I do find it somewhat ironic (if not unexpected) that in a book about cultural change, it’s that aspect that is becoming further and further outdated by real-world cultural change. The first half or so I find awkward in that same way I’ve noticed in other ‘futuristic’ books from the late 60’s into the 70’s: the idea that free love and relatively indiscriminate coupling would become the norm among heterosexuals, while at the same time homosexuality would remain a fringe identity.
That didn’t exactly happen. See: the 80’s.
So the main character has a bit of homophobia characteristic of the actual year the book was written, not the time the book is ostensibly set. The book in a larger scope treats various sexual identities, the government controlling sexual desire, or no sexuality, as equally potential in the farther future.
Setting all that aside for the moment, however, Mandella’s journey as he tries to deal with the changes in culture, as he tries to just live through the war is interesting and very grounded, very human-feeling.
As a sci-fi metaphor about war and humanity, it’s a great read. As a speculative future, I kept raising an eyebrow here and there at those dated assumptions.
Averaging those feelings brings us to:
3 Stars - A Good Book
List of Hugo Winners
Monday, January 6, 2014
Kate Elliott, 1992 (ebook released 2013)
New ebook version - Free copy for review provided by NetGalley
Premise: Tess Soerensen isn’t sure what to do. Out of school, out of a bad romantic entanglement, she isn’t looking forward to going home where her powerful brother can use her talents in his schemes. She thinks about giving herself a bit of time to assess her options on a backwater world she loved as a child. However, other people’s plans mean that she very quickly has to make a series of decisions that may affect not only the direction of her life, but the role of humanity in the galaxy.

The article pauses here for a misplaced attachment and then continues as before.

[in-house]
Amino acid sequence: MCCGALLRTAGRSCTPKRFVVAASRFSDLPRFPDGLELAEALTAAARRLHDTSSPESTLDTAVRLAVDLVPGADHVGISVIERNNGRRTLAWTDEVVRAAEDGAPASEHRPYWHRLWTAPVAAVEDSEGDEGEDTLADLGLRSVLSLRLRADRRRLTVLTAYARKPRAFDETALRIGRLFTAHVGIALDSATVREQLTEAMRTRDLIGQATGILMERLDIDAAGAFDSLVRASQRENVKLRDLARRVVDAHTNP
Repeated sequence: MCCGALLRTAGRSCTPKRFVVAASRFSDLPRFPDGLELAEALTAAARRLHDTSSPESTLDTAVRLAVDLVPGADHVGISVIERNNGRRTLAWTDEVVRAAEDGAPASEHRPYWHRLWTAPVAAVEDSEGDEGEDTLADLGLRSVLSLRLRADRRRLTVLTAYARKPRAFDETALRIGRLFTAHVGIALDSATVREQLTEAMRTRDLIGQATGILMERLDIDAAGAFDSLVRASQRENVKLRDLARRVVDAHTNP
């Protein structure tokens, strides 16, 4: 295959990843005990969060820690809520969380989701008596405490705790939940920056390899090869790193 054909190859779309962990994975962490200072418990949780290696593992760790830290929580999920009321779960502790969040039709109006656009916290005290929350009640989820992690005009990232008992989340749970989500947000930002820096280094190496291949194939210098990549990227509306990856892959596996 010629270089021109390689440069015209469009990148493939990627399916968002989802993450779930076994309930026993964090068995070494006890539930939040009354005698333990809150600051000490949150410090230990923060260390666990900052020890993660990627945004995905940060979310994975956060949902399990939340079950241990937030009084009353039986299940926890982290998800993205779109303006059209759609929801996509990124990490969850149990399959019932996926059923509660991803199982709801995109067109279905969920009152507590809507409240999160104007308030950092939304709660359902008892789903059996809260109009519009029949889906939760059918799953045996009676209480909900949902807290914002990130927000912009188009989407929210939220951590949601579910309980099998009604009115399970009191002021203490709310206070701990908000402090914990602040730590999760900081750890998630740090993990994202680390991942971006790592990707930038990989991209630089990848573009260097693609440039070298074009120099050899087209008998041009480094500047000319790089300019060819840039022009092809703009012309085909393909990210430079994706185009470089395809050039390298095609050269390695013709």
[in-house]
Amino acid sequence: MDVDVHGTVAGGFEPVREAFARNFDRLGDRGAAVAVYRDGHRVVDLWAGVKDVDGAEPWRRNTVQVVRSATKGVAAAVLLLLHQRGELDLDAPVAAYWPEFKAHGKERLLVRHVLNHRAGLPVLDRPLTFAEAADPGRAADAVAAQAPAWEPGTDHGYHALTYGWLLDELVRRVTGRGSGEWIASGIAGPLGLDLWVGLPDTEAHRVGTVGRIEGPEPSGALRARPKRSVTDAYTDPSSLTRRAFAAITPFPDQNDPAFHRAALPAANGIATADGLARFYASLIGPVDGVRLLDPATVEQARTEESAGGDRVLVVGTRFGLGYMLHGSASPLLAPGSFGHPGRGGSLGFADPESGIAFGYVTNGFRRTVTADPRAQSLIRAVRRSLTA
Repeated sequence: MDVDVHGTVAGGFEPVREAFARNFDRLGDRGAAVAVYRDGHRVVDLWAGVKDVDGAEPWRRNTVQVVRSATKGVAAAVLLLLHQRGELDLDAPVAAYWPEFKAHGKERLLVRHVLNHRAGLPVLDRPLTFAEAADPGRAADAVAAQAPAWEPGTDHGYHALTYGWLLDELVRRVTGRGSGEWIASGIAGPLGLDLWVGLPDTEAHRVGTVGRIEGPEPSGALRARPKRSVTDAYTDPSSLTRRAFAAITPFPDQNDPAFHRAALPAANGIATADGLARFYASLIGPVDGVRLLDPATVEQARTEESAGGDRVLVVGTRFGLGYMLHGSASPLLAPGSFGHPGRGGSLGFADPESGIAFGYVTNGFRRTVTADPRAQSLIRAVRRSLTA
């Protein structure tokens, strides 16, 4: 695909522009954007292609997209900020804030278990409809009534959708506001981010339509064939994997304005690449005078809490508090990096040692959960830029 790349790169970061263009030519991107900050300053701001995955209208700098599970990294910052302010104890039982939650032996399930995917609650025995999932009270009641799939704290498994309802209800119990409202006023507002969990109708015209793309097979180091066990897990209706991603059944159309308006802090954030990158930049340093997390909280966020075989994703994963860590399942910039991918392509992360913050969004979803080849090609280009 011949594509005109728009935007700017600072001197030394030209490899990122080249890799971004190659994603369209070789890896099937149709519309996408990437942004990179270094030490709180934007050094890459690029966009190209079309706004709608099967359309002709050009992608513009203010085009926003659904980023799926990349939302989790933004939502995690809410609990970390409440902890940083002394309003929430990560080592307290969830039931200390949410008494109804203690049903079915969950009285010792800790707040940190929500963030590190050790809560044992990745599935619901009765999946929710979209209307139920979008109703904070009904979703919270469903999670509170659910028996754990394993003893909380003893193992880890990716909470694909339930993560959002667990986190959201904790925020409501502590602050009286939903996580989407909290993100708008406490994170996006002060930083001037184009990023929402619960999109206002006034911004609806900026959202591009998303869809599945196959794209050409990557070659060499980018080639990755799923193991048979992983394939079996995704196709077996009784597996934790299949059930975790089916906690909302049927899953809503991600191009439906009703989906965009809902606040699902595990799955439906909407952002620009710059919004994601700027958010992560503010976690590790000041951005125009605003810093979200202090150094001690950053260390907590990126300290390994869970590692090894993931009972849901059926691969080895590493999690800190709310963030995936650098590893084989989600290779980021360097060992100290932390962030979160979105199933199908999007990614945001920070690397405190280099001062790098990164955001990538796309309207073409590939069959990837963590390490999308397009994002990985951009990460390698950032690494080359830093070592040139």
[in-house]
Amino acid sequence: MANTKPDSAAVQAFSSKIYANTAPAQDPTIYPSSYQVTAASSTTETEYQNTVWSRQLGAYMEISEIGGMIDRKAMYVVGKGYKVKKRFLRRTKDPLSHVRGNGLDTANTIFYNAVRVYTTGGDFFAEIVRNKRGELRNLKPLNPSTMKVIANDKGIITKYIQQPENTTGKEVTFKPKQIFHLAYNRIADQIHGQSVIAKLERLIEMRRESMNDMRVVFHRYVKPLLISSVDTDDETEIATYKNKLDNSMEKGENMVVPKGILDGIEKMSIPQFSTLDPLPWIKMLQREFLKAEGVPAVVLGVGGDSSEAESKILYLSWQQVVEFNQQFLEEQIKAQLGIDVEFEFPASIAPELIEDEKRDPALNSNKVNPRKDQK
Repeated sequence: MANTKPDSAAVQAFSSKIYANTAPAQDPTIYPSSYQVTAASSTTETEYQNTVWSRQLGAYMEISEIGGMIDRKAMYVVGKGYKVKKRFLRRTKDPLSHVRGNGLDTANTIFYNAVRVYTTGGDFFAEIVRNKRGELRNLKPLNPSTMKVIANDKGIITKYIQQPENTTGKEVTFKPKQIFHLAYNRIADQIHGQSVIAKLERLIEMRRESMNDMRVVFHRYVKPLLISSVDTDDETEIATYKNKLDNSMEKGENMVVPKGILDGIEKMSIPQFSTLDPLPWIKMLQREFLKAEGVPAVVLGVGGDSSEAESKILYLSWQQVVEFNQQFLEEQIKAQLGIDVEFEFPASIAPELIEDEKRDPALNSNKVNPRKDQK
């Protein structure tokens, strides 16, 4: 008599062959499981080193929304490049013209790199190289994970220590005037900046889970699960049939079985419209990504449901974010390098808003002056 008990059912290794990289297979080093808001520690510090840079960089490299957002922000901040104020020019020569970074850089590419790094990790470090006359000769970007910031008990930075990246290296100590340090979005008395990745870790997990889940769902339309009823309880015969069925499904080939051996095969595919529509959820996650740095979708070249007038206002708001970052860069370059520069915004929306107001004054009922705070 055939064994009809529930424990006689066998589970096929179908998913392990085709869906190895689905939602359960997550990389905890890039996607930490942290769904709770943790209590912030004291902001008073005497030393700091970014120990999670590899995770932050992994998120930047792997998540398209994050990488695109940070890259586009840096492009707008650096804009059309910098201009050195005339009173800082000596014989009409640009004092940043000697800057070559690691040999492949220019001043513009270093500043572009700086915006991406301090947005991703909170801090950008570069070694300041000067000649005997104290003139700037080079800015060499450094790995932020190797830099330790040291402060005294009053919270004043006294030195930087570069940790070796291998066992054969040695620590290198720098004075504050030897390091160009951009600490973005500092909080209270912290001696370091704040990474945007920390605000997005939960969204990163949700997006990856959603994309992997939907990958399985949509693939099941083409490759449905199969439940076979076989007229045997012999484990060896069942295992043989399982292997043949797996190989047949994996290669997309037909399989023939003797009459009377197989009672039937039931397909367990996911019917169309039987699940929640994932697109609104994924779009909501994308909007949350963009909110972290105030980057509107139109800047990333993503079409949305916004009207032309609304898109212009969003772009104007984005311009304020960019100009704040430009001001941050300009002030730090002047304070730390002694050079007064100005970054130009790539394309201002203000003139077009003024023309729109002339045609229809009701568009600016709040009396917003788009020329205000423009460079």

I was surprised when I saw that this book was written in the 90’s. It may have a few artifacts of that time, but I’m glad it’s being re-released in ebook for a new generation. I found this book charming and highly engaging.
I’ve seen this cited in a few places as a coming-of-age book, but what it is, is a finding-oneself book. (Which I far prefer at this point in my life!) Tess is 20-something, she’s an adult, but she doesn’t know what she wants out of life. She knows what other people expect of her, but she’s never had the space to figure out what she expects of herself. This is what the events of Jaran give her.
So I loved Tess. I loved her enthusiasm for intellectual puzzles, her particular talents in translation and cultural empathy, her rock-hard stubbornness.
I also loved the genre mish-mash that is this book. It’s science fiction, at the largest level. Tess lives in a multi-planetary human society which is ruled over by a larger alien empire. She has access to high levels of technology, and she is valued because of her ability to pick up languages, including non-human languages. However, so far as many of the other characters are concerned, it’s almost a fantasy or a historical fiction. The bulk of the action takes place on the planet Rhui. Rhui doesn’t know that it is watched over by a interplanetary government. Think Star Trek, and a planet that people are prohibited from visiting due to its low tech level. Rhui is in a late renaissance equivalent, I think. The Jaran, the people who Tess spends much of the book coming to know, are more or less a matriarchal, less bloodthirsty spin on the Mongols. They are a nomadic society who live on the steppes. Plus, a core thread of Tess’s story is a romance.
Elliott balances all the sci-fi/historical/romance elements extremely well throughout, I thought. Certain tropes risked being obvious, but overall the story was just so good that I didn’t mind.
The culture of the Jaran is intriguing and different than most, Tess is delightful, and all of the supporting characters are interesting and believable.
Both people who prefer interstellar intrigue and those who like complex low-tech cultures should give this one a try.
4 Stars - A Very Good Book